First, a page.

NFL Draft

2020 NFL Draft Player Profiles: LSU C Lloyd Cushenberry III

From now until the 2020 NFL Draft takes place, we hope to showcase as many prospects as possible and examine both their strengths and weaknesses. Most of these profiles will feature individuals that the Pittsburgh Steelers are likely to have an interest in, while a few others will be top-ranked players. If there is a player you would like us to analyze, let us know in the comments below.

#79 Lloyd Cushenberry III / IOL LSU – 6032 312

The Good

  • High character player and team leader
  • Stout frame with good play strength
  • Long arms, quick hands and good hand placement
  • Good athletic ability and agility to pull and work in space
  • Effectiveness on Combo blocks as the post or climb
  • Strength and anchor to handle power rushes

The Bad

  • Forward lean gets him off balance
  • Adequate punch not effective at stunning the defender
  • Mental processing of A gap pressure
  • Playing through the whistle
  • Overall aggressiveness is lacking


  • 2019 Second-Team All-American (AFCA, FWAA)
  • First offensive lineman to be awarded the No. 18 jersey (wears a patch on his uniform during the game), which is given to the player that best represents what it means to be an LSU football player – on and off the field
  • 2019 LSU Graduate (B.A. Sport Administration)
  • 2019 Joe Moore Award Winner (top offensive line in the nation)
  • 2019 LSU Football MVP
  • 2019 LSU Permanent Team Captain
  • 39 games, 28 starts

Tape Breakdown

A high character player, leader and the man in the middle of the National Champion LSU offensive line. He started every game the last two years, has some experience at guard as well and will participate in the Senior Bowl. He has good athletic ability, good length, solid mental processing and good play strength.

In Pass Pro, when he has someone lined up over him he has a good base and quick hands to get them up and into the quest of the defender.  He has good play strength to handle power rushes and displays good footwork to mirror in one on one situations. When no one is lined up over him, he’ll look to help the guards. He shows good blitz awareness and has the mental processing to pick up on the outside when he is uncovered. He leans forward when blocking, more so in pass pro which has him off balance and susceptible to slipping off of defenders with quick lateral agility or those you have the strength to yank him forward. He has an adequate punch and isn’t effective stunning defenders when using it. He was adequate handling stunts and twists especially cross dog blitzes. His clock in Pass Pro runs for about 3 seconds and then he lets up and there were too many plays were there was minimal effort when uncovered.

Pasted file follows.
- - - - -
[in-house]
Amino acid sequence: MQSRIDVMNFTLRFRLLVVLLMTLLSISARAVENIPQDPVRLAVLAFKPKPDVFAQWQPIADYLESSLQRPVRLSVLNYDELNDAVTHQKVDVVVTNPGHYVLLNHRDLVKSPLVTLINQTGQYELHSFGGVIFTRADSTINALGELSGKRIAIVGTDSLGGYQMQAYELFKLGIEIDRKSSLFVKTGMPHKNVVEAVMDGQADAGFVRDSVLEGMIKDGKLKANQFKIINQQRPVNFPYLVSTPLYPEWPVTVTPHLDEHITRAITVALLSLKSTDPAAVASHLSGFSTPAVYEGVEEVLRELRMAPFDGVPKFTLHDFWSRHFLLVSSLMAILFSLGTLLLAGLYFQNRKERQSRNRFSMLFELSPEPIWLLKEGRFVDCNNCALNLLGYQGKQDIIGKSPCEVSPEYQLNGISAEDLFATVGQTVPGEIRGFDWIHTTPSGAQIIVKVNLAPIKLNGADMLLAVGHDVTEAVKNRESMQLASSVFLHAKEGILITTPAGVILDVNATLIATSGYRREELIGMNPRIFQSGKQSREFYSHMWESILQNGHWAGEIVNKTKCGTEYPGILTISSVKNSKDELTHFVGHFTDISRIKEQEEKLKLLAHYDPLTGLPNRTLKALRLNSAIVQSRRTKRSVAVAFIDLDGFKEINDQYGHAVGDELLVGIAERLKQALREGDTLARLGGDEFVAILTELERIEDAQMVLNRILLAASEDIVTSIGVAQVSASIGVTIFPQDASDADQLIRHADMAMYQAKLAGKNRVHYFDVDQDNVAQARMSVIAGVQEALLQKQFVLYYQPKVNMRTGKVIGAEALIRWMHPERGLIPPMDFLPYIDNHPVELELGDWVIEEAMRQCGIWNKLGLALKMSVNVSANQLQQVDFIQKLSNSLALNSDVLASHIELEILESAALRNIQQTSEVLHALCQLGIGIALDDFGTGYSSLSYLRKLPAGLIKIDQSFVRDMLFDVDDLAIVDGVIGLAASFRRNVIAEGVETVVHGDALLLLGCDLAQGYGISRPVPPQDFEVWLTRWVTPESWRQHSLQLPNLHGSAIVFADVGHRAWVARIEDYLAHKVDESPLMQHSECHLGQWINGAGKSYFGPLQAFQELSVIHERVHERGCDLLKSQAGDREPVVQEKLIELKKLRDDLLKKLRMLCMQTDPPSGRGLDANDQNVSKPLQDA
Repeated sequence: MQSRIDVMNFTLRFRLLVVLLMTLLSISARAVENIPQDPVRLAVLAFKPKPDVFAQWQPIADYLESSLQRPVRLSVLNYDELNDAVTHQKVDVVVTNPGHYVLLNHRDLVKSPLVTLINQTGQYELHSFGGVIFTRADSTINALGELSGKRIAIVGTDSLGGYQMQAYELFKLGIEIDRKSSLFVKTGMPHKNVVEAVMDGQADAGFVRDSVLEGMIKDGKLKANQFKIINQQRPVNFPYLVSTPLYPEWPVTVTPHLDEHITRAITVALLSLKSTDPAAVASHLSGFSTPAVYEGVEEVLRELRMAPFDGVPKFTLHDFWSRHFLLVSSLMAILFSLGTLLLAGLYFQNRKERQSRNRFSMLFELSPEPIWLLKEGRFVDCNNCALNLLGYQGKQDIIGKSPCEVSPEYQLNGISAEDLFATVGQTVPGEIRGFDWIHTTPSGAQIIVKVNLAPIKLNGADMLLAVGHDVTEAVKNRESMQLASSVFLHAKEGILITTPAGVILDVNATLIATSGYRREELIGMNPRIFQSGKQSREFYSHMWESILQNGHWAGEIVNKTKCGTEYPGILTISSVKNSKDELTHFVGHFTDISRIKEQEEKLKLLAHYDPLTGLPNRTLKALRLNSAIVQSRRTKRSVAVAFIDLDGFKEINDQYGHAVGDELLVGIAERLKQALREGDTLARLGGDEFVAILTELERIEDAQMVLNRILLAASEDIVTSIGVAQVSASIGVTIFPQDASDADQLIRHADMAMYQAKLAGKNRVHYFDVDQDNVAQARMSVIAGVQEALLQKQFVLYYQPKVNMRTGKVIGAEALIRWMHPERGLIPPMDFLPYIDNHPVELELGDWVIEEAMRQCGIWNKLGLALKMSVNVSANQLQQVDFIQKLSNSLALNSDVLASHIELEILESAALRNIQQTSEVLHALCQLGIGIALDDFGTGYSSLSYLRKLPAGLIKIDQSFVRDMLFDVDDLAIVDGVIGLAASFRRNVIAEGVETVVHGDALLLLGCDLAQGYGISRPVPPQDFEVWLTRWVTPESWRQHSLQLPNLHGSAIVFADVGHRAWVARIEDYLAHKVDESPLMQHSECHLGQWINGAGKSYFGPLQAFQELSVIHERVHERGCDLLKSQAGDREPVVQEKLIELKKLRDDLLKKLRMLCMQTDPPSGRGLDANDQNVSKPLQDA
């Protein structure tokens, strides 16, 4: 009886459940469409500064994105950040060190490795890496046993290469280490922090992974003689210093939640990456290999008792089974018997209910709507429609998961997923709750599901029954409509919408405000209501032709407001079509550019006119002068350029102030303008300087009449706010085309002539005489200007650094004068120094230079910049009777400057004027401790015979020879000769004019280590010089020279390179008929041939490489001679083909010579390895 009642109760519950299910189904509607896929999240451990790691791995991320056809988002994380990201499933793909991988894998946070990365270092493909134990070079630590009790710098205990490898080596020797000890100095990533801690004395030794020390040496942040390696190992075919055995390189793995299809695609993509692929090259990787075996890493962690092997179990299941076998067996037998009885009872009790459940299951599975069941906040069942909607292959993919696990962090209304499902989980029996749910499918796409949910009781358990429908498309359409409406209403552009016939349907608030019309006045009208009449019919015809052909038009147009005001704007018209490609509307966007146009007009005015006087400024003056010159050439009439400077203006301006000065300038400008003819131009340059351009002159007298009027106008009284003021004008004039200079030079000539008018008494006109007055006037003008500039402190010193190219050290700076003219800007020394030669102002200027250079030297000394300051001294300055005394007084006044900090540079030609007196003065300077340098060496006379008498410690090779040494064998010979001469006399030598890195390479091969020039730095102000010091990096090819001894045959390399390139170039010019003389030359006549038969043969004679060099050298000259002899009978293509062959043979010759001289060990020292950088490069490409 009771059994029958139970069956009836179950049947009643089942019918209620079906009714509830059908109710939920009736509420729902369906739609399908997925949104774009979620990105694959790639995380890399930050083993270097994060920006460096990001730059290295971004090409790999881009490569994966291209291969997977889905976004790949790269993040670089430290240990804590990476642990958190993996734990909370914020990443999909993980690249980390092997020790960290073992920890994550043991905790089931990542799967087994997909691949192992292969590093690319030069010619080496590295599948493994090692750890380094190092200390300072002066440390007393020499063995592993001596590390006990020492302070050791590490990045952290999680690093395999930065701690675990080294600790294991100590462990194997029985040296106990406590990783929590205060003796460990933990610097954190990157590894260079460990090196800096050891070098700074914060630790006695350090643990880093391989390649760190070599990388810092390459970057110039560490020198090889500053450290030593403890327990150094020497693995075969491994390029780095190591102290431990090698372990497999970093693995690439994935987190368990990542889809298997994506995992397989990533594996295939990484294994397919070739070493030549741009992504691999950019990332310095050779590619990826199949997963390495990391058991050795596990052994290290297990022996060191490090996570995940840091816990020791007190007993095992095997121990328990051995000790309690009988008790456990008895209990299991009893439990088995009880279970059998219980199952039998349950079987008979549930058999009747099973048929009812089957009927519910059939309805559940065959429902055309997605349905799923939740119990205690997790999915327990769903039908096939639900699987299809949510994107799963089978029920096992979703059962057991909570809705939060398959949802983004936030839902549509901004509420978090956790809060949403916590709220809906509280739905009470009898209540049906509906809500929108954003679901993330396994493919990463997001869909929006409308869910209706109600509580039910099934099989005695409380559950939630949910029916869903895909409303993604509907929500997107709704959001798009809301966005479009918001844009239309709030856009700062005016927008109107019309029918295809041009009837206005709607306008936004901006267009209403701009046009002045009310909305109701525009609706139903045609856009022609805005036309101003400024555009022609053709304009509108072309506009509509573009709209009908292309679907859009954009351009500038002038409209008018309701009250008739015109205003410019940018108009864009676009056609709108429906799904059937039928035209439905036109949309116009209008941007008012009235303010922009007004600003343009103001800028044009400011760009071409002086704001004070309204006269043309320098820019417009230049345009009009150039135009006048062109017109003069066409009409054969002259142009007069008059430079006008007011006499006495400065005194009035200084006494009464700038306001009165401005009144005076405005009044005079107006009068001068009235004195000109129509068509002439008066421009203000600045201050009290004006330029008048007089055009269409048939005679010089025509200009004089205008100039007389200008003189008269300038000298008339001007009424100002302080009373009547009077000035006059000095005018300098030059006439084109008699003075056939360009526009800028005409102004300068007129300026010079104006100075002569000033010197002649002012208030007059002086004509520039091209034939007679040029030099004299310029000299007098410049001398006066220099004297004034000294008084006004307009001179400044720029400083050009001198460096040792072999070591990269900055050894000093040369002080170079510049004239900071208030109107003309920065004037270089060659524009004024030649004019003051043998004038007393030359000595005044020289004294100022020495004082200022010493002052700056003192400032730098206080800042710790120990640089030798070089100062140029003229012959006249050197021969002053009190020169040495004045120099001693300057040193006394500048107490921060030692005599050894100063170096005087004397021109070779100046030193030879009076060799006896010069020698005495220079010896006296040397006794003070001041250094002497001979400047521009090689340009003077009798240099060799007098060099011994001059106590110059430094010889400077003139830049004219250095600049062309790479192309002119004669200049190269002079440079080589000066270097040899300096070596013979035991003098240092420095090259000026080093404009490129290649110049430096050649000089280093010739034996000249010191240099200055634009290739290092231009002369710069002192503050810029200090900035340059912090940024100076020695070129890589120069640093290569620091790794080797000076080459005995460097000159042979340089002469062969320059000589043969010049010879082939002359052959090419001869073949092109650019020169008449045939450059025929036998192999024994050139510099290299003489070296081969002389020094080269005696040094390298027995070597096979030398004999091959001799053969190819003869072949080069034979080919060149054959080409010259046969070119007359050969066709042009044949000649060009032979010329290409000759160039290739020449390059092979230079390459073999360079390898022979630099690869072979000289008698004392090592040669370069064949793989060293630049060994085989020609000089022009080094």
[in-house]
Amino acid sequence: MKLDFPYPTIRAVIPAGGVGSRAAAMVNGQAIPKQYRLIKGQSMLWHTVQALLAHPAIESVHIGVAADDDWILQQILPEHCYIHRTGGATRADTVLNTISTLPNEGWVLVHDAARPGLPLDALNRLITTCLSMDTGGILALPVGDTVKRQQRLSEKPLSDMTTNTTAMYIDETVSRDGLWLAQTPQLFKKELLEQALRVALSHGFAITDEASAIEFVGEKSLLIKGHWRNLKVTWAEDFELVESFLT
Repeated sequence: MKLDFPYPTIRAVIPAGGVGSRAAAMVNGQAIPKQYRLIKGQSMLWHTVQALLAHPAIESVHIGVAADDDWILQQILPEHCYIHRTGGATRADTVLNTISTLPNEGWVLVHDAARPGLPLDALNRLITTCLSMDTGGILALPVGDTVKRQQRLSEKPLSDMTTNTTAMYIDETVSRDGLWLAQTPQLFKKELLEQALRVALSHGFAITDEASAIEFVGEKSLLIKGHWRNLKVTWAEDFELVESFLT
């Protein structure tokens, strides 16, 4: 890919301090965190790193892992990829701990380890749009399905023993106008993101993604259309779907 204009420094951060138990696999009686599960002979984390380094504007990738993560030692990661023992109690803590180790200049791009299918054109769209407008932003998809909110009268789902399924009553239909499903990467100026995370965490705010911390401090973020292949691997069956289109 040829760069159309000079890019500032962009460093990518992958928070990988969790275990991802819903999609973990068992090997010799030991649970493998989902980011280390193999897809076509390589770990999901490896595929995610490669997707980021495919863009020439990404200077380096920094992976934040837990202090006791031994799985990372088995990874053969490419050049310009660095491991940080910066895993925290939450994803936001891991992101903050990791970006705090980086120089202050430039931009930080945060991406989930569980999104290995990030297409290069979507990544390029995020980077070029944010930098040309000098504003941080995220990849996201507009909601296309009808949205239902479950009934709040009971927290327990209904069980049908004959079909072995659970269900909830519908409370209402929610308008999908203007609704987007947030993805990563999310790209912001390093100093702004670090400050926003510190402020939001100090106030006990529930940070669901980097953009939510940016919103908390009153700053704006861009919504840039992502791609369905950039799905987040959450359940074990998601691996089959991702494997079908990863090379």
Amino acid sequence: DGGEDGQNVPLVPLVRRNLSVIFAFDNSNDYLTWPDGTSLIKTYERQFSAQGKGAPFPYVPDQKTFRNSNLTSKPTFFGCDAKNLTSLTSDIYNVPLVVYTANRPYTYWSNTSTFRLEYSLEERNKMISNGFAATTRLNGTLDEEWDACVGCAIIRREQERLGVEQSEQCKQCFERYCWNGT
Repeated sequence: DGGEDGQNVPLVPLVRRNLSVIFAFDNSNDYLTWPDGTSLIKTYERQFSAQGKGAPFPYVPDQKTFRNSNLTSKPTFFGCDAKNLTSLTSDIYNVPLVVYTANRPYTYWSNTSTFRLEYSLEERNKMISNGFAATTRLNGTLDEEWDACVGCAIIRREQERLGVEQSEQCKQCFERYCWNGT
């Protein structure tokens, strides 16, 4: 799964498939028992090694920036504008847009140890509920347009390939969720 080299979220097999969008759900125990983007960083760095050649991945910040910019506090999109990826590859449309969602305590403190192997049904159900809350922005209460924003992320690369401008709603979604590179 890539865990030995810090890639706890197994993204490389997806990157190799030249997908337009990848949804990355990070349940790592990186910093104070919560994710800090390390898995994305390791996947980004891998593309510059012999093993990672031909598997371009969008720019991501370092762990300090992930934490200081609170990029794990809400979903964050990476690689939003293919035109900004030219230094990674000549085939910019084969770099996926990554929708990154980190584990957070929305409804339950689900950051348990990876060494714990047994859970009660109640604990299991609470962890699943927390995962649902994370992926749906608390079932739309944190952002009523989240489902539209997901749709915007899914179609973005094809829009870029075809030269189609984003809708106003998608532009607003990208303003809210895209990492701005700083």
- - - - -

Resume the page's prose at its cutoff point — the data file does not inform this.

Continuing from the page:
At Alabama, I’m not sure if this rep is by design or it’s this awareness but he shows his athleticism as he loops to the outside to pick up the blitzer.

At Alabama, here is an example of his forward lean. He’ll work to his right to help the guard and he whiffs on the block with the defender swimming over him.

Vs Oklahoma, here is strong rep by him one on one vs Neville Gallimore. Good countering with his hands, footwork to stay square and very good sustain.

As a run blocker, he has good quickness and mobility to move laterally on outside Zone runs and uses his hands well to move defenders out of the way.  He has very good timing on combo blocks and is effective as the post or the climber and has solid ability to handle defenders on the second level. He can be used as a pull blocker on outside runs or to get out in front on screen passes. Has good play strength to get on the hip of players in the A gap and drive them out of the play and works well with teammates on double team blocks. His forward lean is seen in run blocking as well and allows defenders to slip around him. When pulling he wasn’t aggressive when attacking the defender.

Vs Central Florida, on this outside Zone run he couldn’t get across the face of the shaded DT but has the strength to drive him out of the play.

Vs Florida, here is a combo block where he blocks down to his left before climbing to the second level.

At Alabama, he starts to double to his left and recognizes the linebacker attack the A gap and cuts him off to keep the backfield clean for his RB.

Cushenberry is an easy mover and rarely looks like he is stressed. Sometimes so much that he looks casual lacking aggressiveness when taking on blockers. There’s a passiveness to his style the left me wanting to see more competitiveness but I guess that’s just his style.  I think he could fit in a Power or Zone system but Zone would be the best fit.  He’ll need to work on his balance and keeping his feet under him, his handling of A gap blitzes and playing through the whistle. Some are very high on him and he may go day two but I’m not with them.

Projection:  Early day 3

Games Watched:  2018 – Vs UCF; 2019 – Vs Florida, At Alabama, Vs Oklahoma, Vs Clemson

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